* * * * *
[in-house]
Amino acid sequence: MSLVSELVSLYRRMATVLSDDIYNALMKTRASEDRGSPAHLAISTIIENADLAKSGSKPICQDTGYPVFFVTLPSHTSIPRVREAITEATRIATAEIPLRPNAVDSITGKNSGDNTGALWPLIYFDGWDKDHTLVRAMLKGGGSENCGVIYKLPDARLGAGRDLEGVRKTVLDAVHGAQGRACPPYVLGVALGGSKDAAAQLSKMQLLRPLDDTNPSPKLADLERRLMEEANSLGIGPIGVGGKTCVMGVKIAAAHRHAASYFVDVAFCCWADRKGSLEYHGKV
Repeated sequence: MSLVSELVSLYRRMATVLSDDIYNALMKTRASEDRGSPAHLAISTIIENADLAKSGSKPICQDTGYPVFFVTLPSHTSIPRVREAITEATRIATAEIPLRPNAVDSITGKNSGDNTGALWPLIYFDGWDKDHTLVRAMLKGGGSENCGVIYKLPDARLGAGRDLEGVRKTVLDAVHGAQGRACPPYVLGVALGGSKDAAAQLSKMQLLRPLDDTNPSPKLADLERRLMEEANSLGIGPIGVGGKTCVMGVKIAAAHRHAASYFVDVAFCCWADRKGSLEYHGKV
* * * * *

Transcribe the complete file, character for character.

[in-house]
Amino acid sequence: MSLVSELVSLYRRMATVLSDDIYNALMKTRASEDRGSPAHLAISTIIENADLAKSGSKPICQDTGYPVFFVTLPSHTSIPRVREAITEATRIATAEIPLRPNAVDSITGKNSGDNTGALWPLIYFDGWDKDHTLVRAMLKGGGSENCGVIYKLPDARLGAGRDLEGVRKTVLDAVHGAQGRACPPYVLGVALGGSKDAAAQLSKMQLLRPLDDTNPSPKLADLERRLMEEANSLGIGPIGVGGKTCVMGVKIAAAHRHAASYFVDVAFCCWADRKGSLEYHGKV
Repeated sequence: MSLVSELVSLYRRMATVLSDDIYNALMKTRASEDRGSPAHLAISTIIENADLAKSGSKPICQDTGYPVFFVTLPSHTSIPRVREAITEATRIATAEIPLRPNAVDSITGKNSGDNTGALWPLIYFDGWDKDHTLVRAMLKGGGSENCGVIYKLPDARLGAGRDLEGVRKTVLDAVHGAQGRACPPYVLGVALGGSKDAAAQLSKMQLLRPLDDTNPSPKLADLERRLMEEANSLGIGPIGVGGKTCVMGVKIAAAHRHAASYFVDVAFCCWADRKGSLEYHGKV